The more bugs you can fix immediately, the less technical debt your application generates and the less ‘defect’ inventory you have.
Try making the estimate for each story to include (atleast) two hours or half a day for fixing associated bugs.
If a bug is really missed functionality, choose to write a card for the bug and schedule it as a story.
Code produced test-first is fairly free of bugs by the time it is checked-in.
The Daily Stand-Up helps teams maintain the close communication they need.
Use Big, visible charts such as story boards, Burndown charts and other visual cues to help keep focus and know your status.
Having story boards gives your team focus suring the stand-ups or when you are talking to someone outside the team about your progress.
Testers can help keep the iteration progressing smoothly by helping make sure everyone is communicating enough. They can help programmers and customers find a common language.
Use retrospectives to evaluate whether collaboration & communication need improving and brainstorm ways to improve.
Teams in different locations have to make a special effort to keep each other informed.
Teams take different approaches to make sure their build stays ‘green’.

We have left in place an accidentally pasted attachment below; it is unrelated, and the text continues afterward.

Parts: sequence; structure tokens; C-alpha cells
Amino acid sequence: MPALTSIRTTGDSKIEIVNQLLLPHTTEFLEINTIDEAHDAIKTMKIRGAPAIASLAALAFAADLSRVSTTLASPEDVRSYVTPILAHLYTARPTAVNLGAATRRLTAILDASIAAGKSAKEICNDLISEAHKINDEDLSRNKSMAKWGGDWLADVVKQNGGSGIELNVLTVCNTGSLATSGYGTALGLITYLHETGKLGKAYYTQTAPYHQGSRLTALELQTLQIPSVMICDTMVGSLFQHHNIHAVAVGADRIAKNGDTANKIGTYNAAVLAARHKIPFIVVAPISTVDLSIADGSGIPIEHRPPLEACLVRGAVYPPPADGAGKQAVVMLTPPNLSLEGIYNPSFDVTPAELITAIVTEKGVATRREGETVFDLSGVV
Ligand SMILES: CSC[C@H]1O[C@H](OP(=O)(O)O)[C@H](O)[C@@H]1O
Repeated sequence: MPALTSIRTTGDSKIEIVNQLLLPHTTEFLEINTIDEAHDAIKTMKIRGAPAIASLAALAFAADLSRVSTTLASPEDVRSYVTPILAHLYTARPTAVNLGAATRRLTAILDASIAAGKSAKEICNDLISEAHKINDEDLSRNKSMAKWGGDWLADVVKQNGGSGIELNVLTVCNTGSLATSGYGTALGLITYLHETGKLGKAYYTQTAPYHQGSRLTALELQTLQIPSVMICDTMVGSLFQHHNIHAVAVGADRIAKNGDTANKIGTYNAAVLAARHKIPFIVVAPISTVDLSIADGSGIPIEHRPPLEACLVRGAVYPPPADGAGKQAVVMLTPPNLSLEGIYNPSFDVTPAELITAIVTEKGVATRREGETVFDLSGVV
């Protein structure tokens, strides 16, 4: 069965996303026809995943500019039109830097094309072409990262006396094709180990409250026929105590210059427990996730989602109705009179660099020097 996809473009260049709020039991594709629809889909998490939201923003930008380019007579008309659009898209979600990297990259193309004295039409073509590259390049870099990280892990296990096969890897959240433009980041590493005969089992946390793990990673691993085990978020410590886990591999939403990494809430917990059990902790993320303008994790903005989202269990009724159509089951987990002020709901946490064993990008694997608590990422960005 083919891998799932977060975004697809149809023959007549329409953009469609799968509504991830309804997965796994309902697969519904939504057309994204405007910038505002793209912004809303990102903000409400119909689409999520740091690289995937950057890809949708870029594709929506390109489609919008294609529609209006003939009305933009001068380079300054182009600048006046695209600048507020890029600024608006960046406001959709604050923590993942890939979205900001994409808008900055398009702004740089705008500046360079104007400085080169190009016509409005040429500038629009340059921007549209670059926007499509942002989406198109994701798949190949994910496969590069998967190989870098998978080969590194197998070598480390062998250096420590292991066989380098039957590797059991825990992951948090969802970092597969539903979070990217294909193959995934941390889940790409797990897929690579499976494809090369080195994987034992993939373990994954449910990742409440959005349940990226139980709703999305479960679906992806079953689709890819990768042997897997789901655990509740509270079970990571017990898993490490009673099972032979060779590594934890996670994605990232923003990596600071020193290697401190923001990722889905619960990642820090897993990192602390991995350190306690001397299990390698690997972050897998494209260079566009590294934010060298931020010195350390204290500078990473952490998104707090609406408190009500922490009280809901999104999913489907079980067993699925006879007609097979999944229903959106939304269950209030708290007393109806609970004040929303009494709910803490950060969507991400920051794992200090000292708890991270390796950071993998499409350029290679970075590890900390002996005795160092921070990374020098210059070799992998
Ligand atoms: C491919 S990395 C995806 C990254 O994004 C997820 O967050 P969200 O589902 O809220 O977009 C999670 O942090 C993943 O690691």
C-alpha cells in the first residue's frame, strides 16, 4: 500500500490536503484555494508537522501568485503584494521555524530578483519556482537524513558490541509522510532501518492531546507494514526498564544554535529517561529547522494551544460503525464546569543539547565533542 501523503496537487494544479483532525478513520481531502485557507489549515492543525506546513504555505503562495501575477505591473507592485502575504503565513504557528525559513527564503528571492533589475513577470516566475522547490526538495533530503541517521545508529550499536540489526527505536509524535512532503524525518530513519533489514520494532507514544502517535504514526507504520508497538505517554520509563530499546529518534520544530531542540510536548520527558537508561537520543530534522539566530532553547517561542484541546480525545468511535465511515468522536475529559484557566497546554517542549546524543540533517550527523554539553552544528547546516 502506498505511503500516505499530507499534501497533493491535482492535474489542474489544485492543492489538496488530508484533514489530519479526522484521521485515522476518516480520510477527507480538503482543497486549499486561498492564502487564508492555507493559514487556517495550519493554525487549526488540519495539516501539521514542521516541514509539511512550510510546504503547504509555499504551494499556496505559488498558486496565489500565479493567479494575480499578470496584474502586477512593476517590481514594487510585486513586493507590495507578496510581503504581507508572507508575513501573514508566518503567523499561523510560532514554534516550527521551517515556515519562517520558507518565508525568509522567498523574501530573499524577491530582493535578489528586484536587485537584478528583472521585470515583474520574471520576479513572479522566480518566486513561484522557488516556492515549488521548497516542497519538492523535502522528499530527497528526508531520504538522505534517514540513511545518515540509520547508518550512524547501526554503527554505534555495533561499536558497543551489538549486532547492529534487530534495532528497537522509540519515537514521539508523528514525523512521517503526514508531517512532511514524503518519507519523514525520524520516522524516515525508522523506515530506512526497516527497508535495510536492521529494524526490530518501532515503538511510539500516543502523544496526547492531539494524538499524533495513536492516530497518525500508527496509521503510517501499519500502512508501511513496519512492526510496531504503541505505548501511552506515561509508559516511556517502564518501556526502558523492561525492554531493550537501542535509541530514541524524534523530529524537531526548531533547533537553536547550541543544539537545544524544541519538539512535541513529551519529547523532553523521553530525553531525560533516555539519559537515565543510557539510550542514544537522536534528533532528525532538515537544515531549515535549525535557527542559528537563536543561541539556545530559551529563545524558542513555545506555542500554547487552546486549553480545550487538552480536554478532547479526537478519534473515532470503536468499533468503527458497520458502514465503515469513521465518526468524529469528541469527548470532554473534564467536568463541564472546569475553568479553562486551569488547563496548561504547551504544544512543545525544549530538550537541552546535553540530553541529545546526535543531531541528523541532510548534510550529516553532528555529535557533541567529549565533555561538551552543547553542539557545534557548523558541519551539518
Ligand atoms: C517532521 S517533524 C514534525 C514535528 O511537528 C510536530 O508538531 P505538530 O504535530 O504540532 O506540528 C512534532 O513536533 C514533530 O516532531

The build needs to provide immediate feedback, so Keep It Short.
Tests that take too long, such as tests that update the database, functional tests above Unit level or GUI test scripts, should run in a separate build process.
Having a separate, continual ‘Full’ build with all of the regression suites is worth the investment.
During the iteration, you are automating new tests. As soon as these pass, add them to the Regression Suite.
As you start the iteration, make sure that test environments, test data, and test tools are in place to accommodate testing.
You may have brought in outside resources for the iteration to help with performance, security, usability or other forms of testing. Include them in stand-ups and discussions. Pair with them to help them understand the team’s objectives. This is an opportunity to pick up new skills!!
Consider what metrics you need during the iteration – Progress and Defect Metrics are 2 examples.
Whatever metrics you choose to measure – Go for Simplicity!
Testers bring a different viewpoint to planning and estimation meetings. They need to be a part of the story sizing process.
The team needs to develop in small, testable chunks in order to help decide what stories are tentatively planned for which iteration. They keyword being ‘testable’.
If there are stories that present a big testing challenge, it might be good to do those early on.
Release Planning is the time to start asking for examples and use cases of how the features will be used, and what value they’ll provide. Drawing flowcharts or sample calculations on white board can help pinpoint the core functionality.